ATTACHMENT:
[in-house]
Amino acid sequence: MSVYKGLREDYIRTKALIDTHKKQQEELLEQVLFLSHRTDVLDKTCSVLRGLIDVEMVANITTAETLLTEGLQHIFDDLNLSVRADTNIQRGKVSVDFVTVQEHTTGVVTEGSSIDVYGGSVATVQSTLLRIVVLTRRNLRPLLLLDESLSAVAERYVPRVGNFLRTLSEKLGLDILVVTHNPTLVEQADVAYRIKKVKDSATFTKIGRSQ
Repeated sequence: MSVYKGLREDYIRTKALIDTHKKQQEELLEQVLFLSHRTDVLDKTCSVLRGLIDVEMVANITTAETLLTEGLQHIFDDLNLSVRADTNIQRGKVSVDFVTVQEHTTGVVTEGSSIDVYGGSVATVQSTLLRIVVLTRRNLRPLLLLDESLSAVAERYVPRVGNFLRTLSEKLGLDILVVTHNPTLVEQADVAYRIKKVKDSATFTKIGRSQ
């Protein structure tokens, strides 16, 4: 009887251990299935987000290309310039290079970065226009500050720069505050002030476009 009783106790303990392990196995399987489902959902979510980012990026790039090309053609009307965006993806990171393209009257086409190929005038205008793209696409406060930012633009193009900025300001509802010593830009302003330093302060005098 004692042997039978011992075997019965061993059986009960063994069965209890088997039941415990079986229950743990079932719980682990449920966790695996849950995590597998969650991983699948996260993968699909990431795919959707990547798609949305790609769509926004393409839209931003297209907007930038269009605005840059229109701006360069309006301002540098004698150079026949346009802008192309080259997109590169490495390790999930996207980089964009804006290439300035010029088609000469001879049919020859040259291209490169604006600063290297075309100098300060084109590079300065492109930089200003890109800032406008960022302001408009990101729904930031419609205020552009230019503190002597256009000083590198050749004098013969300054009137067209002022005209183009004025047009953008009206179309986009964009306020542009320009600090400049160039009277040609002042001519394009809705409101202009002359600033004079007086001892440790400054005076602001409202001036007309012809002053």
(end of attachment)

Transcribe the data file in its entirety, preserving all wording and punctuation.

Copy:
[in-house]
Amino acid sequence: MSVYKGLREDYIRTKALIDTHKKQQEELLEQVLFLSHRTDVLDKTCSVLRGLIDVEMVANITTAETLLTEGLQHIFDDLNLSVRADTNIQRGKVSVDFVTVQEHTTGVVTEGSSIDVYGGSVATVQSTLLRIVVLTRRNLRPLLLLDESLSAVAERYVPRVGNFLRTLSEKLGLDILVVTHNPTLVEQADVAYRIKKVKDSATFTKIGRSQ
Repeated sequence: MSVYKGLREDYIRTKALIDTHKKQQEELLEQVLFLSHRTDVLDKTCSVLRGLIDVEMVANITTAETLLTEGLQHIFDDLNLSVRADTNIQRGKVSVDFVTVQEHTTGVVTEGSSIDVYGGSVATVQSTLLRIVVLTRRNLRPLLLLDESLSAVAERYVPRVGNFLRTLSEKLGLDILVVTHNPTLVEQADVAYRIKKVKDSATFTKIGRSQ
């Protein structure tokens, strides 16, 4: 009887251990299935987000290309310039290079970065226009500050720069505050002030476009 009783106790303990392990196995399987489902959902979510980012990026790039090309053609009307965006993806990171393209009257086409190929005038205008793209696409406060930012633009193009900025300001509802010593830009302003330093302060005098 004692042997039978011992075997019965061993059986009960063994069965209890088997039941415990079986229950743990079932719980682990449920966790695996849950995590597998969650991983699948996260993968699909990431795919959707990547798609949305790609769509926004393409839209931003297209907007930038269009605005840059229109701006360069309006301002540098004698150079026949346009802008192309080259997109590169490495390790999930996207980089964009804006290439300035010029088609000469001879049919020859040259291209490169604006600063290297075309100098300060084109590079300065492109930089200003890109800032406008960022302001408009990101729904930031419609205020552009230019503190002597256009000083590198050749004098013969300054009137067209002022005209183009004025047009953008009206179309986009964009306020542009320009600090400049160039009277040609002042001519394009809705409101202009002359600033004079007086001892440790400054005076602001409202001036007309012809002053």